Nationalism Won the British Election and It Will Win Again Here

The Conservative Party won big in Great Britain’s parliamentary elections last week, prompting many analysts to wonder how it happened. The popular observation is that the Conservatives won due to Jeremy Corbyn, the controversial leader of the Labour Party. Corbyn’s associations with the IRA, Palestinian terrorists, Communist guerrilas, and anti-Semites didnt endear him to many voters. But too many conservatives think Corbyn’s controversial record, particularly the anti-Semitic accusations, is what decided the election.

It’s reasonable to think that Corbyn’s far-left nutjob image hurt Labour, particularly with  working-class voters who once formed the base of the party. But this focus on personality ignores the extreme agenda Labour itself has been promoting. Labour vowed to enact open borders and to deliver a second referendum on Brexit, among other radical ideas. These proposals most likely pushed working-class voters to the Conservatives, who promised to reduce immigration and deliver Brexit.

Prime Minister Boris Johnson promoted a nationalist campaign platform and that platform won a historic victory for the Conservatives. Nationalism was the key to victory, plain and simple.

Corbyn’s Labour Party was riven with division over immigration and the party leader tried to strike a middle ground between the unions who wanted immigration controlled and activists who wanted open borders. The party, however, pretty clearly leaned to the open borders side.

The party approved an extreme immigration plan that called for “free movement” of citizens from non-European Union countries and would allow noncitizens to vote in British elections. “Free movement, equality and rights for migrants, are socialist values and benefit us all,” the measure declared. The plan also demanded the closure of detention facilities, opposed “any immigration system based on incomes, migrants’ utility to business, and number caps/targets,” and requested the party “actively challenge anti-immigrant narratives.”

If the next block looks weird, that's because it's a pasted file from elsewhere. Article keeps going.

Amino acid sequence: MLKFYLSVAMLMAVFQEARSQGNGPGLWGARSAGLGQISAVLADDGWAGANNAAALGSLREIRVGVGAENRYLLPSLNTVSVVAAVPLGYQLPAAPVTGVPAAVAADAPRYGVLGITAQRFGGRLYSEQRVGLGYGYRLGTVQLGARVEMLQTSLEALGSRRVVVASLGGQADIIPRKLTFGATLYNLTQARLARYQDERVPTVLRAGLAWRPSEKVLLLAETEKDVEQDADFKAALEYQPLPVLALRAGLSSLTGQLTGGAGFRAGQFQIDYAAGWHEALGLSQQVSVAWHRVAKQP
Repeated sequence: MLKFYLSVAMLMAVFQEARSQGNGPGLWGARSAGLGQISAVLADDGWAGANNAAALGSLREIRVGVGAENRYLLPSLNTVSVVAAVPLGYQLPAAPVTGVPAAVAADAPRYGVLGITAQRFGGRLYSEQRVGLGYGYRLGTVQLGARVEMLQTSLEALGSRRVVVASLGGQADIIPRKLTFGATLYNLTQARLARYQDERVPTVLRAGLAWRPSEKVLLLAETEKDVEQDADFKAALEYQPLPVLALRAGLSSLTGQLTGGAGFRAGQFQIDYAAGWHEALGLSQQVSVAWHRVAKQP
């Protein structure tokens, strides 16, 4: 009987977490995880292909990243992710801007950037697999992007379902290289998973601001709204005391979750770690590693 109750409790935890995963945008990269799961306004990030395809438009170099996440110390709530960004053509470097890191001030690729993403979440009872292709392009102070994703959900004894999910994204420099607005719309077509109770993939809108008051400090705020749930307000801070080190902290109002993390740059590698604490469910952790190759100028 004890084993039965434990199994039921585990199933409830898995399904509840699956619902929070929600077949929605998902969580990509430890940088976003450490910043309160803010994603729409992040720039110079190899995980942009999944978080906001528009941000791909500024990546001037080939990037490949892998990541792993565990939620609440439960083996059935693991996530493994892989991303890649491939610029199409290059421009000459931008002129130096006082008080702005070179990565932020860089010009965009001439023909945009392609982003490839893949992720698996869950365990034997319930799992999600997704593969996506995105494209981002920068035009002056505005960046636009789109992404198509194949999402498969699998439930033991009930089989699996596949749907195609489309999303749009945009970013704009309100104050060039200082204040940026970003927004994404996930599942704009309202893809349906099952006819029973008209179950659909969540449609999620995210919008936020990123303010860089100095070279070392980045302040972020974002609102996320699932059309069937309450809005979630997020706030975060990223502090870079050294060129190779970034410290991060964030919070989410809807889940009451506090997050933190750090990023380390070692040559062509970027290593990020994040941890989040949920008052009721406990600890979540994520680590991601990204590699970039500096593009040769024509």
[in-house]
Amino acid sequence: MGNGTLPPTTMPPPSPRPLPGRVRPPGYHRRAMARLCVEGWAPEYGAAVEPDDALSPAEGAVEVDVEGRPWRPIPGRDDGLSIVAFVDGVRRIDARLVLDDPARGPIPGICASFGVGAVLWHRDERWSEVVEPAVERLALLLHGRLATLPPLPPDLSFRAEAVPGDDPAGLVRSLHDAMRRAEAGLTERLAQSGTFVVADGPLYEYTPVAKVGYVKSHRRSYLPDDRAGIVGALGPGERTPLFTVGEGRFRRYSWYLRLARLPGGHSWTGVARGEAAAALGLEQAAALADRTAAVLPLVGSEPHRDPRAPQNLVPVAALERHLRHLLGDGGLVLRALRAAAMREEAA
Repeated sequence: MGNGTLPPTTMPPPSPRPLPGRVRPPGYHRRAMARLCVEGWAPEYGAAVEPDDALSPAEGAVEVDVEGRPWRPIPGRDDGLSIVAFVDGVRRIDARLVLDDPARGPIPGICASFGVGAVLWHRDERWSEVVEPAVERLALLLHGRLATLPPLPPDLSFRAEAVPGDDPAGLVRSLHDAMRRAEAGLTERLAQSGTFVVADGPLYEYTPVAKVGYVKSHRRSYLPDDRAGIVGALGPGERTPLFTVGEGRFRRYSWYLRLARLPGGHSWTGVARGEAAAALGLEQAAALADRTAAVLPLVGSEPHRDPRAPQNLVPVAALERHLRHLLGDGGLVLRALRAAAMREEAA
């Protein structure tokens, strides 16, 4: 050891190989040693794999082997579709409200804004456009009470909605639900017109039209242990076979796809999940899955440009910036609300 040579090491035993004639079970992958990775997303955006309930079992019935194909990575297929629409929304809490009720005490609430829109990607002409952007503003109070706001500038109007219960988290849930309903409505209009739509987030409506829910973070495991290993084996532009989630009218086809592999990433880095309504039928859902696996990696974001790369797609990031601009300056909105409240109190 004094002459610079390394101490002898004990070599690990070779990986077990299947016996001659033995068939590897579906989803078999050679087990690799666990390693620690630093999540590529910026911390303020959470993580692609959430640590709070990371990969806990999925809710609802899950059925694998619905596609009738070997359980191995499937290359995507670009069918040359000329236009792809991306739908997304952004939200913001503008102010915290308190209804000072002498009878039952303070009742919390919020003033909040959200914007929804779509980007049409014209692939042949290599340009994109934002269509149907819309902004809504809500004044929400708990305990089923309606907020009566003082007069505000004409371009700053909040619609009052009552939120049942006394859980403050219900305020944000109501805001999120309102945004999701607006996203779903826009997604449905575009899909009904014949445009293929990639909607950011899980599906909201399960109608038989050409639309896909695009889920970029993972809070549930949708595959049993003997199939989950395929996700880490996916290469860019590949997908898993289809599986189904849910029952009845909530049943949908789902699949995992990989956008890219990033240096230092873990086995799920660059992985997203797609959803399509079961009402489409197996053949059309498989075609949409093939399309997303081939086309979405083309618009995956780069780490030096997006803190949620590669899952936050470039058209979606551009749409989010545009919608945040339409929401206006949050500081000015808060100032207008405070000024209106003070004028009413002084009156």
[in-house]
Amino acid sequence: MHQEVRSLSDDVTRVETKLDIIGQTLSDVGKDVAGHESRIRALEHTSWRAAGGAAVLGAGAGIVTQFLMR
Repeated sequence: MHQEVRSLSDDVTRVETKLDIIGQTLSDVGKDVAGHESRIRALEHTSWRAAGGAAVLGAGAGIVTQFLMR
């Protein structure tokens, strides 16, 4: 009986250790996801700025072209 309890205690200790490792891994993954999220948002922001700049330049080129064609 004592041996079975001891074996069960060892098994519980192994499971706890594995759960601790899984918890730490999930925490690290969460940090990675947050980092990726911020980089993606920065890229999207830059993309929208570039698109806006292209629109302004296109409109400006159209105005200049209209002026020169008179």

Corbyn claimed the party’s plan would not allow for complete “free movement” (a euphemism for open borders), preferring to say it would only allow “a lot of movement.” His supposed compromise plan would allow more migrants to bring family members to the UK.

Labour’s liberal immigration policies alienated actual laborers. “I don’t think [what conference voted for] is a sensible approach and I will be expressing that view,” labor union leader Len McCluskey told The Guardian.

Conservatives claimed immigration would skyrocket to 840,000 migrants per year under the Labour plan. That would be like America taking in nearly 4 million immigrants every year. This astronomical number would radically transform the UK and hurt native workers.

The Conservatives’ plan was more sensible. It called for a serious reduction in immigration and reforming the UK’s current system to favor skills and professions Britain actually needs. “Immigration will finally be subject to democratic control, allowing us to get overall numbers down,” Home Secretary Priti Patel said last month.

In contrast to Labour’s plan to allow non-citizens to vote, Johnson promised to signal to EU migrants that the UK was not their own country. “You’ve seen quite a large number of people coming in from the whole of the EU—580 million population—able to treat the UK as though it’s basically part of their own country, and the problem with that is there has been no control at all and I don’t think that is democratically accountable,” he said a few days before the election.

Johnson plans to create a new department to tackle immigration and this idea is one of his party’s first legislative priorities.

On Brexit, Labour found itself against the people’s will. Labour promised to hold a second referendum on the 2016 vote in order to overturn the people’s decision. Conservatives vowed to deliver Brexit under the simple slogan: “Get Brexit Done.”

Additionally, Conservatives moved their economic policies away from the libertarian economics favored by American conservatives to a more centrist approach that would increase spending on infrastructure and citizen benefits.

The Tories learned important lessons from 2016’s Brexit vote. The British people voted for it not because of EU regulations, but because they wanted to reduce immigration. They were not expressing a wish for more libertarian policies—they wanted a nationalist government to restore sovereignty and protect the national identity.

Johnson, a crafty pragmatist, steered his party to these popular winds and crushed his rivals to the Right and his enemies to the Left.

The Conservative Party’s major victory is a clear message to all right-wing parties in the West: nationalism is the perfect formula to win.

In America, our Democratic Party is following the path of Corbyn’s Labour Party in its support of open borders and opposition to any immigration enforcement. Trump’s 2020 campaign message is not as clear as it was in 2016, but that same platform is still as popular as it was when it won Trump the presidency.

Put America First and curb immigration. It won in the UK, and it can win again in America.

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About Paul Bradford

Paul Bradford is a Capitol Hill refugee now earning an honest living.

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